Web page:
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Despite his actions off the field, O.J. Simpson still has to be looked at as one of the greatest football players in history. Following a stellar two-year run at USC, where he won the Heisman Trophy, Simpson went on to a Hall of Fame career in the NFL with the Buffalo Bills and San Francisco 49ers. However, as everyone knows, a life in football is always a risk. It’s obviously a very physical game and the long-term effects can be damaging, sometimes even deadly.

One of those long-term effects is chronic traumatic encephalopathy, better known as CTE, a degenerative brain disease believed to be caused by repeated blows to the head. Unfortunately, symptoms often don’t appear until years after the initial injuries, often concussions, and a full diagnosis can’t be given until after death when brain tissue can be completely examined. But some early symptoms can include issues with thinking and mood and behavioral problems. CTE can also lead to dementia.

O.J. Simpson believes he has CTE and the doctor who discovered the disease agrees with him.

O.J. Simpson remembers having two concussions in his football career

O.J. Simpson played football for a long time. After starring at Galileo High School in San Francisco, he played junior college ball at City College of San Francisco before transferring to USC. In two years with the Trojans, he rushed for 3,423 yards and 36 touchdowns, finishing second in the Heisman Trophy voting in 1967 and winning it in 1968.

He was taken with the first overall pick in the NFL-AFL draft in 1969 by the Buffalo Bills and played nine seasons for the franchise. He won four rushing titles and became the first man to rush for more than 2,000 yards in a single season in 1973. He played his final two seasons for his hometown San Francisco 49ers and ended his career in 1979 with 11,236 rushing yards, at the time the second-most in history and still good for 21st on the all-time list.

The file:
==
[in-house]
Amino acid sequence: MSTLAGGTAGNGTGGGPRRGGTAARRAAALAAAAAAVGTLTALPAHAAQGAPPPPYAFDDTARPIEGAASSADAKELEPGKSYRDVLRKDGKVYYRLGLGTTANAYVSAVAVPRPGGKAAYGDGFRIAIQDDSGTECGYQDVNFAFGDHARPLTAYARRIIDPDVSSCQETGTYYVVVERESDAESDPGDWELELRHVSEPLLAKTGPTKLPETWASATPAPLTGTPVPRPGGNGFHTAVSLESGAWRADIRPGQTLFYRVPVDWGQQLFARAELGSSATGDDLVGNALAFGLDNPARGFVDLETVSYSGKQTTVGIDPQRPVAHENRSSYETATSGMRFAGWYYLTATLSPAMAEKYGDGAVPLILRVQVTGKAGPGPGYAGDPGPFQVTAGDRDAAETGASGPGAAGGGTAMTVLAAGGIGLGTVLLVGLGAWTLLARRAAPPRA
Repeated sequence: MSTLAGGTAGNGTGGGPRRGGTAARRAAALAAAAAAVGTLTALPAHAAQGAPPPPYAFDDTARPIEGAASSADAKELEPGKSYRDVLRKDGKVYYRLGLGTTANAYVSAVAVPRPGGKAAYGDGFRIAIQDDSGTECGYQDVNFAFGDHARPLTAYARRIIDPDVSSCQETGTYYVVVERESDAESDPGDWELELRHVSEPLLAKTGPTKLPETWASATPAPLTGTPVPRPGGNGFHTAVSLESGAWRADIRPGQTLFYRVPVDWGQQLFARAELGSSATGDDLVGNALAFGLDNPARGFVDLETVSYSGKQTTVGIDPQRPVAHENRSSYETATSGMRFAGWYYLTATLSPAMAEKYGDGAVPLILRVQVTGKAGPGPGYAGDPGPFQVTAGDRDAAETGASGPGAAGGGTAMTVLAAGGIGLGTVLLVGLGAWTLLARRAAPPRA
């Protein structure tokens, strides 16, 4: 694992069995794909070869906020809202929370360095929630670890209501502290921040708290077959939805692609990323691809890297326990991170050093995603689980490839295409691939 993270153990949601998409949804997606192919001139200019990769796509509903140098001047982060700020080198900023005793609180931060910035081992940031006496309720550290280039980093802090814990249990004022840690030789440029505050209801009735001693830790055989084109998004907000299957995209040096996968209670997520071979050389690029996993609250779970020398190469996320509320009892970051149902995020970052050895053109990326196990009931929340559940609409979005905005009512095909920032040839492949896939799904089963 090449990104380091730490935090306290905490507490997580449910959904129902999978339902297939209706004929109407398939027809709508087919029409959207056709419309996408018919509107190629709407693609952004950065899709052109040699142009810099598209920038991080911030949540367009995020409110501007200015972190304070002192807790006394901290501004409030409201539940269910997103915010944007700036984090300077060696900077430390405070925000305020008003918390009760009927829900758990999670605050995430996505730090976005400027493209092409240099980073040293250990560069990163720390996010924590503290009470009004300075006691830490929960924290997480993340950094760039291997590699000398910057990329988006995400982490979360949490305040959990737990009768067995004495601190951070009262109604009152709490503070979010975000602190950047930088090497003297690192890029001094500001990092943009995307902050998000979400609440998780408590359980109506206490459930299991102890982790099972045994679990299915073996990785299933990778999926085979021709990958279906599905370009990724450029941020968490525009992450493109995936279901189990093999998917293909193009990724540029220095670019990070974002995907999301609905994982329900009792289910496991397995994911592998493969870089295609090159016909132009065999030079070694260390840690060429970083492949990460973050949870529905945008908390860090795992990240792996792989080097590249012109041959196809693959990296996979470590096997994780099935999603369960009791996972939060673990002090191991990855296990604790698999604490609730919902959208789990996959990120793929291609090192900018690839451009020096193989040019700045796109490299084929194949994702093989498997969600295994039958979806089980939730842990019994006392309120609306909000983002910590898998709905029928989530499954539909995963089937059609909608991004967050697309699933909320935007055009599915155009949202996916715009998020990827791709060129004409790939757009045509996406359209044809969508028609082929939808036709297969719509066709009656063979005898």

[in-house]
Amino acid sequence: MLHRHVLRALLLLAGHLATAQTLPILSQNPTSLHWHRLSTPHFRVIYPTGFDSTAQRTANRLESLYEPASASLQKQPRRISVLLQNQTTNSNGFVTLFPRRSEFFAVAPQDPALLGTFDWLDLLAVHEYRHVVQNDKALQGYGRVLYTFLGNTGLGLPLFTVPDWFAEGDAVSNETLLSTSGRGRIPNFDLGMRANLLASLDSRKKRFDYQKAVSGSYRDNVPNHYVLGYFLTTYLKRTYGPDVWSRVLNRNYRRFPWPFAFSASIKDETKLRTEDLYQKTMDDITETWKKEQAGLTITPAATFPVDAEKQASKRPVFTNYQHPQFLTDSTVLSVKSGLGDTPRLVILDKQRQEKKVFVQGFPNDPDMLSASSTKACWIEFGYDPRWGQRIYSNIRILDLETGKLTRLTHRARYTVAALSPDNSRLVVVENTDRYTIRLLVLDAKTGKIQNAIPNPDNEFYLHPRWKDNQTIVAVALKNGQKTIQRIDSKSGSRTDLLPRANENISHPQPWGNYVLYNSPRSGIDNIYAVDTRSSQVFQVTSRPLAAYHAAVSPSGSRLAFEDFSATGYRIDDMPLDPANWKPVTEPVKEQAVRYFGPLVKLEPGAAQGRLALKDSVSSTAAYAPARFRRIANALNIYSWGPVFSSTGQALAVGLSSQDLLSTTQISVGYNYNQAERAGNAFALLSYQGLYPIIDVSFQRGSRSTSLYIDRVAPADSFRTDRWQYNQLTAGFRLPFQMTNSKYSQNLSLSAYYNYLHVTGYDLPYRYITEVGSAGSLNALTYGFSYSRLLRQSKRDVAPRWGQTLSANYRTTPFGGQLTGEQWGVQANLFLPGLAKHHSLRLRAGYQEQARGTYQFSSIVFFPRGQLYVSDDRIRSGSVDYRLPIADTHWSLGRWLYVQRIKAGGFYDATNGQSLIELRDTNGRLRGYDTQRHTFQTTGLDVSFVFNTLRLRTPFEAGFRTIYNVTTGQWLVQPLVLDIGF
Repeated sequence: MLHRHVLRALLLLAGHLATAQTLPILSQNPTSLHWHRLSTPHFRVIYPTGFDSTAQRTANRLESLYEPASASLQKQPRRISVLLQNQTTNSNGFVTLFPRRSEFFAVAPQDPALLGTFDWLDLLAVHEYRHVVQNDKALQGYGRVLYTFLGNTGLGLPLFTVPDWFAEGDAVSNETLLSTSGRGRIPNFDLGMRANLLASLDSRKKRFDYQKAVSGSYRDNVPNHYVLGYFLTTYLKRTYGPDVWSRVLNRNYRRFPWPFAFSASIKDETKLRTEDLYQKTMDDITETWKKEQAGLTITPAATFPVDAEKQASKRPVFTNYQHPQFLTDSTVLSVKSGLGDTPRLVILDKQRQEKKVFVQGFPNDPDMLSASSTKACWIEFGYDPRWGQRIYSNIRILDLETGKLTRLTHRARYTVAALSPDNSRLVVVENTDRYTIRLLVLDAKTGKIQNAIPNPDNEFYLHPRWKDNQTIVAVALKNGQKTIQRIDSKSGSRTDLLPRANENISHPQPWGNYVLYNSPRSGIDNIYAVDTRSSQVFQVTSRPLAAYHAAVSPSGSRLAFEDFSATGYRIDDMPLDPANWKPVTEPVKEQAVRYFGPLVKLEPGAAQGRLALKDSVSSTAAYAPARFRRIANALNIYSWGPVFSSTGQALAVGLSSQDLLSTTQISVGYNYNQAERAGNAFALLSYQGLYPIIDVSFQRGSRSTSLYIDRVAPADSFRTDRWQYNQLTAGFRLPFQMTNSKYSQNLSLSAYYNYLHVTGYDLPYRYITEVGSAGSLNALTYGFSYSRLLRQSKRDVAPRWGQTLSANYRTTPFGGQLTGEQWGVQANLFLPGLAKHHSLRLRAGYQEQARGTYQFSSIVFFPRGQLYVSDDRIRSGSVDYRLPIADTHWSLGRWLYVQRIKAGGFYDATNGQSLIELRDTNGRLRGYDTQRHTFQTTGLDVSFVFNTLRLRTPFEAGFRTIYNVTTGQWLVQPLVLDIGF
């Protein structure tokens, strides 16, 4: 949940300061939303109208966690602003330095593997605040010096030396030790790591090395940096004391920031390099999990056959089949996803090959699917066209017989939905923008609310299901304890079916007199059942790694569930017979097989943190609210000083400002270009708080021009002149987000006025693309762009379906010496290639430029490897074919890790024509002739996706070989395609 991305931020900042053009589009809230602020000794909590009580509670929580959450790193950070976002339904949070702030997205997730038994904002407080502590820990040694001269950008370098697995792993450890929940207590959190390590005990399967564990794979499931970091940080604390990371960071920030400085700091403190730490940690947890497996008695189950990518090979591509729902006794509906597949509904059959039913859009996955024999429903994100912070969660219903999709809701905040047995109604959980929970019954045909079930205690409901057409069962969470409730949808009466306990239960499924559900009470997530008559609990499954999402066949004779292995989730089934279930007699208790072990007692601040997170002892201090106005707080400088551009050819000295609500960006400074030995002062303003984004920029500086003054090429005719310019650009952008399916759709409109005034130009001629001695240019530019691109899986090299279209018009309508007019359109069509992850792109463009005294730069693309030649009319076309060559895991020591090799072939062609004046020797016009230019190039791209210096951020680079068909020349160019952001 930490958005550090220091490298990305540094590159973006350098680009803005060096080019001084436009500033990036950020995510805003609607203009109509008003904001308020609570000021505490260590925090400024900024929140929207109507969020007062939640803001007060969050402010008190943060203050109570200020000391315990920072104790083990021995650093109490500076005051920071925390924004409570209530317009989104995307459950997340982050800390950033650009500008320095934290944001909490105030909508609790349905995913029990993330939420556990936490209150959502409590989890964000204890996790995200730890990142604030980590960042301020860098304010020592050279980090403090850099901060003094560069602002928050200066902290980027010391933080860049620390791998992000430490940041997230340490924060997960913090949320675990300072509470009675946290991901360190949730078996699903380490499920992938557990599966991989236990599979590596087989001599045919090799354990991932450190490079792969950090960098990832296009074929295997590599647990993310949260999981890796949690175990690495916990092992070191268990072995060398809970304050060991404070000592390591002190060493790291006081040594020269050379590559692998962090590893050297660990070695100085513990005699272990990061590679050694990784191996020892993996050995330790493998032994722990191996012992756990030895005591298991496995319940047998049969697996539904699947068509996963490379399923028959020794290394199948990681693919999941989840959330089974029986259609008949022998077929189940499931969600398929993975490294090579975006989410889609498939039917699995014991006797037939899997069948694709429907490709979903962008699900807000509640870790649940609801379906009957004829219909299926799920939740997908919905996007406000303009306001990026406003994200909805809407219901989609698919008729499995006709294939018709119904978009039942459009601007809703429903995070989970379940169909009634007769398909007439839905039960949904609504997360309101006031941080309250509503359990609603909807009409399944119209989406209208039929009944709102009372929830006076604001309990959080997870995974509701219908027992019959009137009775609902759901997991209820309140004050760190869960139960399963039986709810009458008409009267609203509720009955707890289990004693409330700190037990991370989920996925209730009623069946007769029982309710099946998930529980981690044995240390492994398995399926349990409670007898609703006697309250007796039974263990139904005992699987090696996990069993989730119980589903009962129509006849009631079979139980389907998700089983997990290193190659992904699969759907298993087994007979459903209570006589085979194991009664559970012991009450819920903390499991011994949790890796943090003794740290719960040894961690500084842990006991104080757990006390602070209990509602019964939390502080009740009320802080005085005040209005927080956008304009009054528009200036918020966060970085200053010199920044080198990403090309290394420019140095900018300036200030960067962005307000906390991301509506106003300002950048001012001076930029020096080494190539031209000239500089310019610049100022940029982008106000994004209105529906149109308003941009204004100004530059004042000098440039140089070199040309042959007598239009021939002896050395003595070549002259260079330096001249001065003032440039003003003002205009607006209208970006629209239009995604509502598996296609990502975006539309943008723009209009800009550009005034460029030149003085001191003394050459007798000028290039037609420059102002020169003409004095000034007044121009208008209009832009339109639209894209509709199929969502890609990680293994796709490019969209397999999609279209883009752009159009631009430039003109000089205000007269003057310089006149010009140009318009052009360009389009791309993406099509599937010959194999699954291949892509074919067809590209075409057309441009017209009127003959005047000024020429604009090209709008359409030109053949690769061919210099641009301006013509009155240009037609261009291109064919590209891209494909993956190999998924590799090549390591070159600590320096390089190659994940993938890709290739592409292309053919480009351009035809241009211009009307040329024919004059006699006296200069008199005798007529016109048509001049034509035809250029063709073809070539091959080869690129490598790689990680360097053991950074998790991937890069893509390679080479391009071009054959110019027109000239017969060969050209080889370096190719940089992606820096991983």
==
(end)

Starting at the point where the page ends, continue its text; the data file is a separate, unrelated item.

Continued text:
He was healthy for the vast majority of his career but told The Buffalo News in 2018 that he remembers at least two concussions from his playing days. But given the nature of the game back then, it was likely well more than that.

O.J. Simpson believes he has CTE

O.J. Simpson
O.J. Simpson | Ethan Miller/Getty Images

In the same newspaper interview, O.J. Simpson stated that he believes he has CTE. The reporter interviewing him that day, Tim Graham, was asking who the first person to rush for 1,000 yards was and Simpson stared off into the distance, not remembering and saying it was the “CTE kicking in” before going into detail on why he thinks he has the degenerative disease.

“I get concerned. I do recognize that it probably affects you in short-term memory more than long-term. I know with me, I have days I can’t find words. I literally cannot find words or the name of somebody I know. That gets a little scary. Those days happen when I’m tired.

“I feel all right. But I have days when I can’t … I lose words, and I can’t come up with a simple word. I can’t remember a phone number, so forget that.”

O.J. Simpson

Again, CTE can’t officially be diagnosed until an autopsy. But the doctor who discovered the disease agrees that O.J. Simpson likely has it.

Dr. Bennet Omalu, the man who discovered CTE, agrees with him

Dr. Bennet Omalu is credited for discovering CTE in football players, the story of which led to the 2015 film, Concussion, starring Will Smith. In a past interview with ABC News, Dr. Omalu said that although he had not examined O.J. Simpson personally, all signs he’s seen from the Hall of Famer over the years point directly to CTE.

Citing impaired judgment, impulsive and explosive behavior, and mood disorders, Dr. Omalu said that Simpson “more likely than not” has CTE and would stake his entire reputation on it.

“He was exposed to thousands of blunt force trauma of his brain.

“I would bet my medical license on it.”

Dr. Bennet Omalu on O.J. Simpson having CTE

That’s a pretty definitive statement from the man who knows more about CTE than anyone. O.J. Simpson has obviously been a different person since his playing days in the NFL.

While acquitted of the murders of his ex-wife, Nicole Brown, and her friend, Ron Goldman, in 1995, Simpson was found liable for the deaths in the civil trial and ordered to pay $33.5 million in damages. Before her death, Nicole Brown accused Simpson of abusing her on numerous occasions.

In 2008, O.J. Simpson began a nine-year prison sentence after being convicted of armed robbery and kidnapping after attempting to recover what he says were stolen memorabilia items. Simpson actually attempted to use his past concussions in order to get a new trial following his conviction but was denied.


Long Before His Infamous Trial, O.J. Simpson Made NFL History